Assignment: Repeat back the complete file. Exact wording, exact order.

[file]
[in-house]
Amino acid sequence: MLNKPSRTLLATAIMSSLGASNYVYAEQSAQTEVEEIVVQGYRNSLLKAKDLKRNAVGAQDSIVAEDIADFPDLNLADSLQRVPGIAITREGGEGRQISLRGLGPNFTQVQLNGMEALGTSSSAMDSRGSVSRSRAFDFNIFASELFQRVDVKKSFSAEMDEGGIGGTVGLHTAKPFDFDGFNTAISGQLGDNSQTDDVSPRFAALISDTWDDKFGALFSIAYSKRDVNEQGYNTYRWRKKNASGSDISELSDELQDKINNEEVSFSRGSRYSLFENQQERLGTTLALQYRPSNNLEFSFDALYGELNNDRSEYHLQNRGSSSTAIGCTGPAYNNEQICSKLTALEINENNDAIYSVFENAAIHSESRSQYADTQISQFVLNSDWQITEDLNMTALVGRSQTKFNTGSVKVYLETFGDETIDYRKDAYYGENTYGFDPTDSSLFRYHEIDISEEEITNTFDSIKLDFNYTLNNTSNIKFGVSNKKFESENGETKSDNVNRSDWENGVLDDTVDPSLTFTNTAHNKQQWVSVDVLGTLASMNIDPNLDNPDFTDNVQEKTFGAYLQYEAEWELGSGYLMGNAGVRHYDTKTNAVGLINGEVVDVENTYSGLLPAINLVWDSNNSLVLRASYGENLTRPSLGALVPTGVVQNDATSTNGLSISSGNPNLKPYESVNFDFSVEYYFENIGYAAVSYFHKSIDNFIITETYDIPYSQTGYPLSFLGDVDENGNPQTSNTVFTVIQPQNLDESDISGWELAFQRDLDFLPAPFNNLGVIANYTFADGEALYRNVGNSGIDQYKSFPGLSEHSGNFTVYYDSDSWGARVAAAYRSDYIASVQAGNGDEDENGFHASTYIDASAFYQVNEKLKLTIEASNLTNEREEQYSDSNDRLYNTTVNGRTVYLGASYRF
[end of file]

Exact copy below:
[in-house]
Amino acid sequence: MLNKPSRTLLATAIMSSLGASNYVYAEQSAQTEVEEIVVQGYRNSLLKAKDLKRNAVGAQDSIVAEDIADFPDLNLADSLQRVPGIAITREGGEGRQISLRGLGPNFTQVQLNGMEALGTSSSAMDSRGSVSRSRAFDFNIFASELFQRVDVKKSFSAEMDEGGIGGTVGLHTAKPFDFDGFNTAISGQLGDNSQTDDVSPRFAALISDTWDDKFGALFSIAYSKRDVNEQGYNTYRWRKKNASGSDISELSDELQDKINNEEVSFSRGSRYSLFENQQERLGTTLALQYRPSNNLEFSFDALYGELNNDRSEYHLQNRGSSSTAIGCTGPAYNNEQICSKLTALEINENNDAIYSVFENAAIHSESRSQYADTQISQFVLNSDWQITEDLNMTALVGRSQTKFNTGSVKVYLETFGDETIDYRKDAYYGENTYGFDPTDSSLFRYHEIDISEEEITNTFDSIKLDFNYTLNNTSNIKFGVSNKKFESENGETKSDNVNRSDWENGVLDDTVDPSLTFTNTAHNKQQWVSVDVLGTLASMNIDPNLDNPDFTDNVQEKTFGAYLQYEAEWELGSGYLMGNAGVRHYDTKTNAVGLINGEVVDVENTYSGLLPAINLVWDSNNSLVLRASYGENLTRPSLGALVPTGVVQNDATSTNGLSISSGNPNLKPYESVNFDFSVEYYFENIGYAAVSYFHKSIDNFIITETYDIPYSQTGYPLSFLGDVDENGNPQTSNTVFTVIQPQNLDESDISGWELAFQRDLDFLPAPFNNLGVIANYTFADGEALYRNVGNSGIDQYKSFPGLSEHSGNFTVYYDSDSWGARVAAAYRSDYIASVQAGNGDEDENGFHASTYIDASAFYQVNEKLKLTIEASNLTNEREEQYSDSNDRLYNTTVNGRTVYLGASYRF